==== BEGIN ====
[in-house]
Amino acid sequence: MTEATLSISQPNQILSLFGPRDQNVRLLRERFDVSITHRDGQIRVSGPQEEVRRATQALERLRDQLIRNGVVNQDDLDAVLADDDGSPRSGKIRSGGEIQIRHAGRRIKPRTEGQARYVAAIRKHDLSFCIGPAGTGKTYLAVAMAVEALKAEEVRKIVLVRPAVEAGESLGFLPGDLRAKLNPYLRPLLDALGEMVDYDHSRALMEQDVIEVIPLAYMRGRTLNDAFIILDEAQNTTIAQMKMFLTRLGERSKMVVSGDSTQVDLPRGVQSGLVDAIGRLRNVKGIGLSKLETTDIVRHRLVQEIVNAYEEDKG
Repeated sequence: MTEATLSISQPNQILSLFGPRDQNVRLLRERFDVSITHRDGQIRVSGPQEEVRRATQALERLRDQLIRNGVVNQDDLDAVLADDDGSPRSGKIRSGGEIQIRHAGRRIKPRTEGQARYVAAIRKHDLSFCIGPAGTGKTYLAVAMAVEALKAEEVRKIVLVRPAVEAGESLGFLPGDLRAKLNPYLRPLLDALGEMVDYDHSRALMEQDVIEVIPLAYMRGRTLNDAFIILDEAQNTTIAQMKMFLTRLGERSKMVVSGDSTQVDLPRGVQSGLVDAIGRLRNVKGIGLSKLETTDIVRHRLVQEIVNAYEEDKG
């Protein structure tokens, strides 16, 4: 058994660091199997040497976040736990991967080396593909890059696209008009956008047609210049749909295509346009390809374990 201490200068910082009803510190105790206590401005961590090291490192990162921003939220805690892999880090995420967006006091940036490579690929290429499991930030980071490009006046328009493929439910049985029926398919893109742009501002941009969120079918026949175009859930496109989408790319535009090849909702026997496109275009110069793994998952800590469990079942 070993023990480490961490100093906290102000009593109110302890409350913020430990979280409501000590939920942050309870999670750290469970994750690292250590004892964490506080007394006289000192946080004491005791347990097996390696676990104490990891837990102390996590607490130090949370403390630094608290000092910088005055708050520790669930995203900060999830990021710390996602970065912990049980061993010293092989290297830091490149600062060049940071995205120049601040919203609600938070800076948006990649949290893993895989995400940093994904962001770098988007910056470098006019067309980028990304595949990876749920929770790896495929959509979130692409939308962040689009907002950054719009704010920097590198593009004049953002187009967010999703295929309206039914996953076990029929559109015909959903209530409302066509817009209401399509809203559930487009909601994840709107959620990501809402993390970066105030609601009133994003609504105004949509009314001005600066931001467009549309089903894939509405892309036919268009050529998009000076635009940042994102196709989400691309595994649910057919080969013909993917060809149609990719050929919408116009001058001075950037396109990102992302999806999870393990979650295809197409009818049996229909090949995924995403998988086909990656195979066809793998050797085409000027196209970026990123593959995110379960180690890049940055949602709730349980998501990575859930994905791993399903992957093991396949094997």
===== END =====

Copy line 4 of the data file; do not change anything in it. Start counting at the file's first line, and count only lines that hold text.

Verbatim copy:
């Protein structure tokens, strides 16, 4: 058994660091199997040497976040736990991967080396593909890059696209008009956008047609210049749909295509346009390809374990 201490200068910082009803510190105790206590401005961590090291490192990162921003939220805690892999880090995420967006006091940036490579690929290429499991930030980071490009006046328009493929439910049985029926398919893109742009501002941009969120079918026949175009859930496109989408790319535009090849909702026997496109275009110069793994998952800590469990079942 070993023990480490961490100093906290102000009593109110302890409350913020430990979280409501000590939920942050309870999670750290469970994750690292250590004892964490506080007394006289000192946080004491005791347990097996390696676990104490990891837990102390996590607490130090949370403390630094608290000092910088005055708050520790669930995203900060999830990021710390996602970065912990049980061993010293092989290297830091490149600062060049940071995205120049601040919203609600938070800076948006990649949290893993895989995400940093994904962001770098988007910056470098006019067309980028990304595949990876749920929770790896495929959509979130692409939308962040689009907002950054719009704010920097590198593009004049953002187009967010999703295929309206039914996953076990029929559109015909959903209530409302066509817009209401399509809203559930487009909601994840709107959620990501809402993390970066105030609601009133994003609504105004949509009314001005600066931001467009549309089903894939509405892309036919268009050529998009000076635009940042994102196709989400691309595994649910057919080969013909993917060809149609990719050929919408116009001058001075950037396109990102992302999806999870393990979650295809197409009818049996229909090949995924995403998988086909990656195979066809793998050797085409000027196209970026990123593959995110379960180690890049940055949602709730349980998501990575859930994905791993399903992957093991396949094997």